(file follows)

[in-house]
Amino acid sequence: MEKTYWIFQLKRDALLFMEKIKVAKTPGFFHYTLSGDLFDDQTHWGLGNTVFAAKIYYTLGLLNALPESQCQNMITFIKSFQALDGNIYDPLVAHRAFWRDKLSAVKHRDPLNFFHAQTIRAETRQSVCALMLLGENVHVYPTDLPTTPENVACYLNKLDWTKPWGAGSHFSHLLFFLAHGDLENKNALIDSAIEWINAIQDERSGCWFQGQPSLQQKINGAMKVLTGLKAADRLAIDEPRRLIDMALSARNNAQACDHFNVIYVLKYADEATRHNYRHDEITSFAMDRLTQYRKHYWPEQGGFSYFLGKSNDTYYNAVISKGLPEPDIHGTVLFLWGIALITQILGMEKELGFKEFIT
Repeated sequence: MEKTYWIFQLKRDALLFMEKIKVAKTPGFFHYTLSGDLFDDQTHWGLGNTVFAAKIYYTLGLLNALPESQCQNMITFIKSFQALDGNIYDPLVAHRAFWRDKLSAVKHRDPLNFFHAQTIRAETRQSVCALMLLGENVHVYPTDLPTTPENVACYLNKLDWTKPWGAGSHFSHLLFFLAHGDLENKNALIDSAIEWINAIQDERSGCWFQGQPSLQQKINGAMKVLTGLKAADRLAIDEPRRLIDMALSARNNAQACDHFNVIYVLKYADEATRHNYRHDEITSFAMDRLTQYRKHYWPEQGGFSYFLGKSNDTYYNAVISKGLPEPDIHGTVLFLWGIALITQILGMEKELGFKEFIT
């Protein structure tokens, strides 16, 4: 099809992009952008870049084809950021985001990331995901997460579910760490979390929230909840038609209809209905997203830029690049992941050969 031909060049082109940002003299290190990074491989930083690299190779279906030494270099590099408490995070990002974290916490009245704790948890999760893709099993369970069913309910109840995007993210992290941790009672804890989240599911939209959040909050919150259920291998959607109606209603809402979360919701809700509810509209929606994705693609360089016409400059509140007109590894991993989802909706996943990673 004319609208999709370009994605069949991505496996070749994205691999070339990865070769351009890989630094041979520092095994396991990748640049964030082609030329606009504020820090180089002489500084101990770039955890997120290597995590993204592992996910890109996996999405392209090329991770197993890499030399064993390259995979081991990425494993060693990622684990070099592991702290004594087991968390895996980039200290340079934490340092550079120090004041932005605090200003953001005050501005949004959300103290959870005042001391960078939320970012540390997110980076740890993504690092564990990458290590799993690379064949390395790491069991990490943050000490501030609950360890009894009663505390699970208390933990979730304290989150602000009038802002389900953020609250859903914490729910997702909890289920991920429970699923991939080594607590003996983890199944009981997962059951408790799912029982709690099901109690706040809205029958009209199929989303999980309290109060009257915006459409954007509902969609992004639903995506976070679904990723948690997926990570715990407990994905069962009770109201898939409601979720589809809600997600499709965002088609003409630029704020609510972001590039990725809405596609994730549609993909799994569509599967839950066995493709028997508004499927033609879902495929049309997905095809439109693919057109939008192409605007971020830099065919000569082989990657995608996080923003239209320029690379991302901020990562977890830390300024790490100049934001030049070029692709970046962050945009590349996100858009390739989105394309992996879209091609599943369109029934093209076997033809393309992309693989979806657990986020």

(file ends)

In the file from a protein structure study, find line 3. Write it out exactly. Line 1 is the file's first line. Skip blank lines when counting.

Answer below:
Repeated sequence: MEKTYWIFQLKRDALLFMEKIKVAKTPGFFHYTLSGDLFDDQTHWGLGNTVFAAKIYYTLGLLNALPESQCQNMITFIKSFQALDGNIYDPLVAHRAFWRDKLSAVKHRDPLNFFHAQTIRAETRQSVCALMLLGENVHVYPTDLPTTPENVACYLNKLDWTKPWGAGSHFSHLLFFLAHGDLENKNALIDSAIEWINAIQDERSGCWFQGQPSLQQKINGAMKVLTGLKAADRLAIDEPRRLIDMALSARNNAQACDHFNVIYVLKYADEATRHNYRHDEITSFAMDRLTQYRKHYWPEQGGFSYFLGKSNDTYYNAVISKGLPEPDIHGTVLFLWGIALITQILGMEKELGFKEFIT